Most Americans are concerned about maintaining law and order with Republicans and minorities expressing more unease, according to a new poll from Monmouth University.
Nearly two-thirds (65%) of those polled said keeping law and order is a major national problem. Another 25% classified the problem as a “minor” one, with 8% saying it is not a problem.
Almost 77% of Republicans and independents who lean toward the GOP were the most likely to say this is a major problem. Only 46% of white non-Republicans agree.
Among Black non-Republicans, 60% saw law and order as a major issue. Also 66% of non-Republicans of another race or ethnicity, felt the same way.
“It appears we are looking at a divergence between politics and experience,” said Patrick Murray, director of the independent Monmouth University Polling Institute. “Among white Americans, partisanship creates a clear dividing line on whether law and order is a problem. But for people of color, partisan identity does not seem to be driving their opinion on this issue.”
Neither presidential candidate held a clear advantage on the issue, but President Donald Trump did get negative marks for his handling of protests that followed the death of George Floyd and others, according to the poll.
When it came to confidence in who could maintain law and order, 52% said they “very or somewhat confident” in Democratic nominee Joe Biden; 48% expressed the same level of confidence in Trump.
“It’s not clear whether Trump’s law-and-order message has moved the needle at all because we don’t have trends on this question. But there is some potential for softening Latino support for Biden, for example, given the racial differences in opinion among non-Republicans,” Murray said.
The Monmouth University Poll was conducted by telephone from Sept. 3 to 8, with 867 adults in the United States.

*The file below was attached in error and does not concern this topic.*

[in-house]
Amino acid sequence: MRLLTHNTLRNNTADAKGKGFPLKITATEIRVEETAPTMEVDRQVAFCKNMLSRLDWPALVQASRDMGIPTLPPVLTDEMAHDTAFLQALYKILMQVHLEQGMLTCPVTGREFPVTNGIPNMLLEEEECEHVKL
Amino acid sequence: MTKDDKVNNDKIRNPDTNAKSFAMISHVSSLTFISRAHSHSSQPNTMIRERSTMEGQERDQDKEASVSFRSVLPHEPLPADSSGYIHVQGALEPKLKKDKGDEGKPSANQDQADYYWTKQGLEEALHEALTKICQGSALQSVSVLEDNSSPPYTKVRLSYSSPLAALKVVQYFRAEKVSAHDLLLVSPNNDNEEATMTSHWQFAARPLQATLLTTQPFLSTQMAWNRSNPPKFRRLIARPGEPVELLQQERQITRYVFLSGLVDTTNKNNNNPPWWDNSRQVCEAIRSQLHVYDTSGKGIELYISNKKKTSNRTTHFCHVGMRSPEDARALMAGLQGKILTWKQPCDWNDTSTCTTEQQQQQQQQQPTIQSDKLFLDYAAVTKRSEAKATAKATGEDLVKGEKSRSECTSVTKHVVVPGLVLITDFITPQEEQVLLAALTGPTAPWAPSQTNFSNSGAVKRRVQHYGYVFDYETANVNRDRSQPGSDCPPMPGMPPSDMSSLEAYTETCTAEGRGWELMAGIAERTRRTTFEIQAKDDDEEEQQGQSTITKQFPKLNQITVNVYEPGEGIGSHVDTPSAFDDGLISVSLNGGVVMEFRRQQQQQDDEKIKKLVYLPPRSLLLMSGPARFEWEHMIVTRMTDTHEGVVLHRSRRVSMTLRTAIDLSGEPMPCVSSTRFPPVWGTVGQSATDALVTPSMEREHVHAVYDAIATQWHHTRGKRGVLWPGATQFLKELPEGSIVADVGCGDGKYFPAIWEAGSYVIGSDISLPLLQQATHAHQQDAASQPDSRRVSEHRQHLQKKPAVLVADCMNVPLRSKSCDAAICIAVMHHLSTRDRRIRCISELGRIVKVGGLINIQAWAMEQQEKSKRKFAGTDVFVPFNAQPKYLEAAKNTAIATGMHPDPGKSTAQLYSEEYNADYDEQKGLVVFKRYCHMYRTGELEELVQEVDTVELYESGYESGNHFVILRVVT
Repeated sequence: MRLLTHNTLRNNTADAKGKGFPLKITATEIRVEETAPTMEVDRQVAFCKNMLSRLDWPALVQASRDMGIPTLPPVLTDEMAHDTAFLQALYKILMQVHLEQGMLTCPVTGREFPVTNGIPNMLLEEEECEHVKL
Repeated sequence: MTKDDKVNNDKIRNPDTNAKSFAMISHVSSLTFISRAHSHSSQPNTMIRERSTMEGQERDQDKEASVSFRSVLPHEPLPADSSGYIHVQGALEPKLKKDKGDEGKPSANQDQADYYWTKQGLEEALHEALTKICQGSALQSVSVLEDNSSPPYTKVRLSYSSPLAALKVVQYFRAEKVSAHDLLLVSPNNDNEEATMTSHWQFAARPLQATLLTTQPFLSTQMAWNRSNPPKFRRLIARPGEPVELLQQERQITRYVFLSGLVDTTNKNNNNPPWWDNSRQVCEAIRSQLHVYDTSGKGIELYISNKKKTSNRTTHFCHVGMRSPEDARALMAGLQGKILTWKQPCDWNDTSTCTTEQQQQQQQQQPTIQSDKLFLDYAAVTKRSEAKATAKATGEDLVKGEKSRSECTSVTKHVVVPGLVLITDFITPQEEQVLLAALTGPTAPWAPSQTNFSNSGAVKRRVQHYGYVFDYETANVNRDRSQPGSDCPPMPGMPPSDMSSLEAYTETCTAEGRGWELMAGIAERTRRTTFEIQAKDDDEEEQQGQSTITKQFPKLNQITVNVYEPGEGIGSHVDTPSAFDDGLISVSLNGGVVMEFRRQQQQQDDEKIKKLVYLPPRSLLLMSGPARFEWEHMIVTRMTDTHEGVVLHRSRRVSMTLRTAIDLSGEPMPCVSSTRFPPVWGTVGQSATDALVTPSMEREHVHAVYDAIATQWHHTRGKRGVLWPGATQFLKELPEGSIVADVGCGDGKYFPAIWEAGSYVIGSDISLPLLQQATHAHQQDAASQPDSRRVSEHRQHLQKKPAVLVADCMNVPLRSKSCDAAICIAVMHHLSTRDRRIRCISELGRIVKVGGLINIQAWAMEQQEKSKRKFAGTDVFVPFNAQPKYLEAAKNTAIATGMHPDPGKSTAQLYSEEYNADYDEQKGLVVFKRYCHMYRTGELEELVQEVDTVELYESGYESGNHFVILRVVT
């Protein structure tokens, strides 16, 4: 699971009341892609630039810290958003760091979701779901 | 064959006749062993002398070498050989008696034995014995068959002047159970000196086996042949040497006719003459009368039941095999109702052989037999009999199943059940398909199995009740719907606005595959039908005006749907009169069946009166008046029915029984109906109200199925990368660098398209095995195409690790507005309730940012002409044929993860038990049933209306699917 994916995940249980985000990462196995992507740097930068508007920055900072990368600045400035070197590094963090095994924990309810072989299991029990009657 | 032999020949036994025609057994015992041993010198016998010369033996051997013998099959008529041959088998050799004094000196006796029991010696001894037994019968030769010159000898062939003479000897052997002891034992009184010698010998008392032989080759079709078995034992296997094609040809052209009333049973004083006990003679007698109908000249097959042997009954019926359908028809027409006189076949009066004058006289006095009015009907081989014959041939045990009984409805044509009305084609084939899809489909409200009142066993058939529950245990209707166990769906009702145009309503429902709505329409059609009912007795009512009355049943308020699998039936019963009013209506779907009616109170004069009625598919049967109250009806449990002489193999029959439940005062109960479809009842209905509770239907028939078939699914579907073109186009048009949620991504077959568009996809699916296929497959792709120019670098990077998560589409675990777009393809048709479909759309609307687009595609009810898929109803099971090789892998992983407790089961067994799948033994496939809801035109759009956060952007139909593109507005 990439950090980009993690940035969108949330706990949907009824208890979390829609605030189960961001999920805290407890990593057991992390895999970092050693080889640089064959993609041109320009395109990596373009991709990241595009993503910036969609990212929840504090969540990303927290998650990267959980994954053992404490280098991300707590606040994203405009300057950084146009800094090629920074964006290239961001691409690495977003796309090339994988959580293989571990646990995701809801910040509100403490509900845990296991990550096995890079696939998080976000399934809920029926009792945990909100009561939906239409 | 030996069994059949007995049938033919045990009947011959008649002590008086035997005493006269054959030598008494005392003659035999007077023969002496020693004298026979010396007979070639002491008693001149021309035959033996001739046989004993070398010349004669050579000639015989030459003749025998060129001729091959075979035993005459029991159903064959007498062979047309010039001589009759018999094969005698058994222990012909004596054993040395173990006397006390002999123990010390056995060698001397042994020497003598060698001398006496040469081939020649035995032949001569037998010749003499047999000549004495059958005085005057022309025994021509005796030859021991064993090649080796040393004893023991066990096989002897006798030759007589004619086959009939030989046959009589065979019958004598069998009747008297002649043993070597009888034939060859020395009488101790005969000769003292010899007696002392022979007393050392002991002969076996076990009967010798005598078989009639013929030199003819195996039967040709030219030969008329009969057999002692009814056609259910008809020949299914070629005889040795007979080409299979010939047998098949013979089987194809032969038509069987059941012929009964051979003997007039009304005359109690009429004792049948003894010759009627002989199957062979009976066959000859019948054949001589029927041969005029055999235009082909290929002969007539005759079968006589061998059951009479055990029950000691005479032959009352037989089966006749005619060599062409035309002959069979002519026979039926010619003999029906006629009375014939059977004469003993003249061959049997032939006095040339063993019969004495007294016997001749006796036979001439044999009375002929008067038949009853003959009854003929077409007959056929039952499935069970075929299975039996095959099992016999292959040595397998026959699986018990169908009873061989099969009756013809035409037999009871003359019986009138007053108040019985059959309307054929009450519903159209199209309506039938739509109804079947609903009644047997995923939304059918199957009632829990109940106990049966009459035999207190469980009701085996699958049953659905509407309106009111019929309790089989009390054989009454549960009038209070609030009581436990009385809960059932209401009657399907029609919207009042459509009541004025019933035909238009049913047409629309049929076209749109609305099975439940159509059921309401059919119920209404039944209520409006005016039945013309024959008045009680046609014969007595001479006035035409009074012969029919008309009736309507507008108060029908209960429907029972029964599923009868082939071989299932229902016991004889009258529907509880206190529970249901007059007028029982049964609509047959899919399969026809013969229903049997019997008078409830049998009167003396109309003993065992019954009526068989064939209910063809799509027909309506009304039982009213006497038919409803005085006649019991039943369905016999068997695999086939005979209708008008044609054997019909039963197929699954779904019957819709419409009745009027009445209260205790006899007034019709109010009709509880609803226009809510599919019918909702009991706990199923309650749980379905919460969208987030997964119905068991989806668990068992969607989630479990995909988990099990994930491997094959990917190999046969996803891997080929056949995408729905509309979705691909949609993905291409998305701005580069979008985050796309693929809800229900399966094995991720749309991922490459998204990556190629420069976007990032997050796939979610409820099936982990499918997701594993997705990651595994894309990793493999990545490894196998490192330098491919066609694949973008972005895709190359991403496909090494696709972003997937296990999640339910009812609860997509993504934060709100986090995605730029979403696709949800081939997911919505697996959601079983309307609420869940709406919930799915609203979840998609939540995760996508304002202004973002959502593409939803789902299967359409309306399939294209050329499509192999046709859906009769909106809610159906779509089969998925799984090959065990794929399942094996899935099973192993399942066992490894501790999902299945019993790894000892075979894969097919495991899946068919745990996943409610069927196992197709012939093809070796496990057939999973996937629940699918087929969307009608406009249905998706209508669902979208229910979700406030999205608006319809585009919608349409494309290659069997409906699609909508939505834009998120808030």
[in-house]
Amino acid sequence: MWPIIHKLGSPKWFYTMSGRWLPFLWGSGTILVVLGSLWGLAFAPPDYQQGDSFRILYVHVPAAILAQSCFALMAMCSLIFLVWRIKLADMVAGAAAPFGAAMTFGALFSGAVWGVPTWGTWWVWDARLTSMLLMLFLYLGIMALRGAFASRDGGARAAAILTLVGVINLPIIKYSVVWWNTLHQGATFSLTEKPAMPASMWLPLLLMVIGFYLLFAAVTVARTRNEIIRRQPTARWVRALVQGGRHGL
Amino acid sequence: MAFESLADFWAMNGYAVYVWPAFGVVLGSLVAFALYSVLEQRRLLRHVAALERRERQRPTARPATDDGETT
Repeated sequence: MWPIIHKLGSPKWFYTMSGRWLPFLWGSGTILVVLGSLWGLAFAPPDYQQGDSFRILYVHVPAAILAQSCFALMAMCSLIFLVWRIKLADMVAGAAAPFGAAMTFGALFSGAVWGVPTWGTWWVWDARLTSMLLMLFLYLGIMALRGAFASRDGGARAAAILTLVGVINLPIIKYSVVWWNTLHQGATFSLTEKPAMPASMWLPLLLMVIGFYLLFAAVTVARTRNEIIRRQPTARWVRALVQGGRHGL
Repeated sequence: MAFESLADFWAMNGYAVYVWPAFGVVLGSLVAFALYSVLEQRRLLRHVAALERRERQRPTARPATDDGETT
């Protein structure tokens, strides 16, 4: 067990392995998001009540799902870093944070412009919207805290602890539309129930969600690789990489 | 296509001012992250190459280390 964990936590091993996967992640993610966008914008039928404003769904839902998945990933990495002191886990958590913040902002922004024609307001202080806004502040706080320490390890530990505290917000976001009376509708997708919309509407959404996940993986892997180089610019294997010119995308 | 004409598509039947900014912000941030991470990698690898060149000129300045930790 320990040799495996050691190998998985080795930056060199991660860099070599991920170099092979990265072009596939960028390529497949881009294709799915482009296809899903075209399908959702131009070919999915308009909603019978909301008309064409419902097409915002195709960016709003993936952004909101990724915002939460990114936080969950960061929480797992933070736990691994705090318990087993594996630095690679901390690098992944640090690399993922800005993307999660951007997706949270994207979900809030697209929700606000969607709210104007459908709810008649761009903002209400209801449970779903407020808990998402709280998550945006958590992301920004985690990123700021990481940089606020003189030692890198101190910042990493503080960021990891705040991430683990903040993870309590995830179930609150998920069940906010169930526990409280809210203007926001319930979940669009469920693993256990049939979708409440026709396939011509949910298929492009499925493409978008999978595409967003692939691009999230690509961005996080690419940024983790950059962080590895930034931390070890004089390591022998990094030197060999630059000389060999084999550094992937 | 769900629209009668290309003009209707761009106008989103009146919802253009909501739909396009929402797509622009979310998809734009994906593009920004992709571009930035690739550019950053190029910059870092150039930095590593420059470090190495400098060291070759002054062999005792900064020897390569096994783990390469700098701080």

The question results have a margin of error of +/- of 3.3 percentage points.
A majority of Americans (61%) say the president’s handling of the protests has made the situation worse and just 24% say he has made it better. These results are basically unchanged from late June (62% worse and 20% better).
Nearly 9 in 10 non-Republicans say Trump has made the situation worse, including 88% who are white, 87% who are Black, and 86% who are of another racial minority group. Republicans and GOP-leaners stand alone in their feeling that the president has made the situation better (46%) rather than worse (30%). These findings are similar to the late June poll results.
A plurality (45%) think that Biden would have handled this situation better if he was president. Another 28% say he would have done worse and 23% say he would have handled it about the same as Trump. Three-quarters of non-Republicans — 76% white, 82% Black, and 71% another race/ethnicity — say Biden would have handled the situation better while a majority (55%) of Republicans and GOP-leaners say he would have done worse.
The poll also found that few Americans feel that the suburbs are under significant threat from undesirable consequences of greater integration.
Overall, about 3 in 4 Americans believe that having more racially integrated neighborhoods in their local communities is either very (41%) or somewhat (33%) important. These results are similar to when Monmouth asked this question in January 2015 (36% very and 37% somewhat important). Those saying this is important includes 59% of Republicans and GOP-leaners, 79% of Black non-Republicans, 84% of white non-Republicans, and 95% of non-Republicans of another race or ethnicity.
At the same time, 4 in 10 Americans feel that efforts to increase integration in suburban communities could lead to more crime and lower property values (13% very likely and 29% somewhat likely). Republicans and GOP-leaners (51%) are most inclined to express this opinion while white non-Republicans (28%) are least likely. Black non-Republicans (47%) and non-Republicans from other racial and ethnic backgrounds (41%) tend to be closer to the higher end of those two extremes.
”Another message coming out of the Republican convention was that the suburbs were under attack. This does not seem to be a message with broad-based appeal, but it could have an impact on the margins in states that are close,” Murray said.